Alex Pinto photo courtesy of artist
Alex Pinto’s Parkside has presented a listening experience that is not only intimate, but also therapeutic. With styles comparable to Nels Cline, The Bad Plus, and even the great Muddy Waters, Pinto allows your mind to relax and dwell in his creativity.
At times you feel as if you’re right there with the guitarist listening to him play in his garage; other times you may picture yourself driving down an open highway at night, reveling in the flawless tonality of his musicianship. Each track seems to tell a different story, yet the album remains cohesive.
Alongside Pinto are musicians Shaun Lowecki on drums and Carmen Rothwell on bass. The rather luring effect of this album comes from its stylistic entanglements. It’s as if you drift in and out of different worlds of music, from rainy day blues to progressive rock distortion. One standout track is the opener “Parkside (Blues for Camille),” which begins with a faint reoccurring line that is riddled with warmth, building up to a beautiful conclusive jam that lifts the spirits. With a variety of aural inspirations that function as your personal soundtrack, Parkside is a thoroughly enjoyable experience from beginning to end.
Dmitri Matheny and his axe of choice – flugelhorn – stake their claim as worthy interpreters and contributors to the nocturnal longing of the best vintage noir.
Our soulful horn player kicks off his eleventh studio album with a nine-minute saga that sets the tone for a revisit to crime jazz. During the medley opener, Matheny and his collective weave together unforgettable sound bites from famous Noir scorings including Touch of Evil, Chinatown, and Blues in the Night.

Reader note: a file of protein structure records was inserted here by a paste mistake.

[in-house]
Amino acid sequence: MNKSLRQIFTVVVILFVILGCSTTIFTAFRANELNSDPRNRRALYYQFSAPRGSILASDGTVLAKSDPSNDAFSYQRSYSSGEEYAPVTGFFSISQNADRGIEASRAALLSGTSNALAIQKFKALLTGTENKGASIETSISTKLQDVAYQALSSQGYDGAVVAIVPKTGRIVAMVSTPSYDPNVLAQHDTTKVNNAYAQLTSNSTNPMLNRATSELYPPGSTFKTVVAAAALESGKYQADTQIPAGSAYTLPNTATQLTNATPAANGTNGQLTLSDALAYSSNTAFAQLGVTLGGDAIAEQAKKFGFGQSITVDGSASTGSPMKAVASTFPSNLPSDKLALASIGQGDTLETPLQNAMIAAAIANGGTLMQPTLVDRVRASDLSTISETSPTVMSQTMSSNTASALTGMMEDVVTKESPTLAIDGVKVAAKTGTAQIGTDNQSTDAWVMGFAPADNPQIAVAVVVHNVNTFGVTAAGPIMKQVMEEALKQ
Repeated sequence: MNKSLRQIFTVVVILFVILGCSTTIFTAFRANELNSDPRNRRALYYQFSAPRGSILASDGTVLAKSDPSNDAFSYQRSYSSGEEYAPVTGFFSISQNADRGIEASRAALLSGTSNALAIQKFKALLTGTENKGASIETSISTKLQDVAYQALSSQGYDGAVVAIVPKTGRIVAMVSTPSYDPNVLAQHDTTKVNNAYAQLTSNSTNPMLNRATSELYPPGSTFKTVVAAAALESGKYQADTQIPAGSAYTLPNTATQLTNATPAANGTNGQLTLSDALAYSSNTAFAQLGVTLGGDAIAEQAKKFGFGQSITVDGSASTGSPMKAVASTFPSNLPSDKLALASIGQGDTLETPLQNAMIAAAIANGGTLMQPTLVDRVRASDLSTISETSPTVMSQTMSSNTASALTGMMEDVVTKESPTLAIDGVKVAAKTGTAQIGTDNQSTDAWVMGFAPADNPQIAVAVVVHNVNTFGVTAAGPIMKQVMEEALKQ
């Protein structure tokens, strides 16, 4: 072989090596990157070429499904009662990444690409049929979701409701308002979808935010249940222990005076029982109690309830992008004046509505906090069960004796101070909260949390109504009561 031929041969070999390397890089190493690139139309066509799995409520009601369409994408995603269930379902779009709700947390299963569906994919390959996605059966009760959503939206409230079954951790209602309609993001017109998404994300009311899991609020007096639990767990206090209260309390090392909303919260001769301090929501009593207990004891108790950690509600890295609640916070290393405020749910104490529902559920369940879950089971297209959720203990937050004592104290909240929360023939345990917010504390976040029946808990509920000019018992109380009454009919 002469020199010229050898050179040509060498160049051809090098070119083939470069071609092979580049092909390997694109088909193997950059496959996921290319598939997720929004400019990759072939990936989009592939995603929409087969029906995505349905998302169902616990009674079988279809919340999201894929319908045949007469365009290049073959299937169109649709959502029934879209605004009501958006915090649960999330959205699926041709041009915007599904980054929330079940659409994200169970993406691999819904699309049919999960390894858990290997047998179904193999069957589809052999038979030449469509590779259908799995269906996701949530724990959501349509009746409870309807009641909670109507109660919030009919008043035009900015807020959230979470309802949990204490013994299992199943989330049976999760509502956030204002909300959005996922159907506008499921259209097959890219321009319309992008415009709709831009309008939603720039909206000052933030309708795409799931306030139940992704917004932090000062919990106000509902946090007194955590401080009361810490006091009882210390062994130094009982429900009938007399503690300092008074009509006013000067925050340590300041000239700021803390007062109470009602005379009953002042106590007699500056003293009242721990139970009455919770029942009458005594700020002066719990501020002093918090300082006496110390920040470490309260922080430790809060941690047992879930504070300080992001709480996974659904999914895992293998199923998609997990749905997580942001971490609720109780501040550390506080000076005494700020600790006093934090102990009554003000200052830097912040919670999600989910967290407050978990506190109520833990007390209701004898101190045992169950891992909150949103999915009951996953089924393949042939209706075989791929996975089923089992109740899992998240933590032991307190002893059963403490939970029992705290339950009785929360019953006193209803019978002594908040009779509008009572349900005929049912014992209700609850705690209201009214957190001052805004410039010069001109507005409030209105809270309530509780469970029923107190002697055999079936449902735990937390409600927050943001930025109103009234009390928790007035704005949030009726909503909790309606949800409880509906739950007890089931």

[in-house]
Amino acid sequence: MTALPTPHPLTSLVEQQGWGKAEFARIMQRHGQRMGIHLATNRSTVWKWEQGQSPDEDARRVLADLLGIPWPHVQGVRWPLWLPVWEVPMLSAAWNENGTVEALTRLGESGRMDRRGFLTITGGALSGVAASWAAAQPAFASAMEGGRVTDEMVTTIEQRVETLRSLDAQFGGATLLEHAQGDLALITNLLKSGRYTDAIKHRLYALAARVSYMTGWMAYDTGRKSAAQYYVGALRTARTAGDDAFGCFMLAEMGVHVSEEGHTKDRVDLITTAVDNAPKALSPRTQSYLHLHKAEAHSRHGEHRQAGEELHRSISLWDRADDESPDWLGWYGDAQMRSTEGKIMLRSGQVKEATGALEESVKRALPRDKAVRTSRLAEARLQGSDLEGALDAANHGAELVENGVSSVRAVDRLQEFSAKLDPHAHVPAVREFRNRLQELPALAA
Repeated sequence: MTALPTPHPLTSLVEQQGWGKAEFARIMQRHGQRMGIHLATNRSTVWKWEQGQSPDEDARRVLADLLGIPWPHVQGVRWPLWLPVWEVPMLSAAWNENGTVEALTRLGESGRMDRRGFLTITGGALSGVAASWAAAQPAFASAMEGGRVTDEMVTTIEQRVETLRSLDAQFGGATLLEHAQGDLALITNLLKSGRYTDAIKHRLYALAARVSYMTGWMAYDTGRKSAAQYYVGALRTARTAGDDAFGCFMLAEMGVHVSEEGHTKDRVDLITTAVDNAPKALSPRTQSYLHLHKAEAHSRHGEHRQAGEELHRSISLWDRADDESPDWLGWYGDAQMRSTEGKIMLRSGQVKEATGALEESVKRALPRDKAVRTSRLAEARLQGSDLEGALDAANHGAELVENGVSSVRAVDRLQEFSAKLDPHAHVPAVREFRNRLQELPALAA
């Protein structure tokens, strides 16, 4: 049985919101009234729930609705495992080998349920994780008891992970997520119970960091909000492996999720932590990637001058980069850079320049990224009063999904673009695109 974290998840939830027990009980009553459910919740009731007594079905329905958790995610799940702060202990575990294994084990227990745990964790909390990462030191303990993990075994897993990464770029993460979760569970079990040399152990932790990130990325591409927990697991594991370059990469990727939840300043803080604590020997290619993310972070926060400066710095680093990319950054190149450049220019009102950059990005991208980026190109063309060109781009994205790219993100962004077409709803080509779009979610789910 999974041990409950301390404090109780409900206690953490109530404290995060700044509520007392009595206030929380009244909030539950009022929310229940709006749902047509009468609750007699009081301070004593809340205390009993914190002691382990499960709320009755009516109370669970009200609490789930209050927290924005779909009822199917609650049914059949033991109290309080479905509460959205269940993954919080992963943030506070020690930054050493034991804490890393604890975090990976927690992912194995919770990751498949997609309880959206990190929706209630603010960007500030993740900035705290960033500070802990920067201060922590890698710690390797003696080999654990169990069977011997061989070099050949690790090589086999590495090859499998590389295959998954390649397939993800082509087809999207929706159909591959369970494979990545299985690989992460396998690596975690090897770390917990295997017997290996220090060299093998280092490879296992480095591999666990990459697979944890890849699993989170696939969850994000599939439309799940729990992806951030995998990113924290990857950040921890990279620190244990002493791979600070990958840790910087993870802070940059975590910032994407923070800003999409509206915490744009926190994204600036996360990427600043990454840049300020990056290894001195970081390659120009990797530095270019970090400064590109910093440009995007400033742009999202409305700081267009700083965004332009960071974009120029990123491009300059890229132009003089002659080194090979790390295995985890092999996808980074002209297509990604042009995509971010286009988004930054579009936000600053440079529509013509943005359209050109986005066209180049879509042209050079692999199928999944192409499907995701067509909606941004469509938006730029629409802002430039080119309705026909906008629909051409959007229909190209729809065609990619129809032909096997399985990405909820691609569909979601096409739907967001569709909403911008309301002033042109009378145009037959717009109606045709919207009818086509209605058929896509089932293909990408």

The album impresses with its juxtaposition of jazz standards (“Stormy Weather,” “Caravan,” “Estate”) to creative fits like Stevie Wonder’s “Golden Lady” and the jaunty French hit “What Now My Love?” Two stunning covers are saved for the comedown; keys master Bill Anschell gives haunting performances during Polish composer Bronisław Kaper’s “High Wall” and the under-appreciated “The Long Goodbye” by John Williams.
Matheny tries out spoken word within Noir, his voiceover emulating his revered hardboiled detective heroes. On “Film Noir,” Matheny’s theatrical words soar atop Susan Pascal’s sultry vibes and the minimalist bass of Phil Sparks. This threesome regroups for a heartfelt rendition of “Here’s Looking At You.”
The cynical storytelling peeks on the album’s centerpiece “Crime Scenes,” a 12-minute original suite with a cool melody and feels of swing era San Francisco. This composition feels like the ultimate tribute to the world of world-weary cops, with romantic undertones of a dame who will “draw a chalk outline around your heart.”
With the help of a tremendous cast and a repertoire refined over two decades, Jazz Noir proves a sinister beauty for fans of rainy city nights and old school noir alike.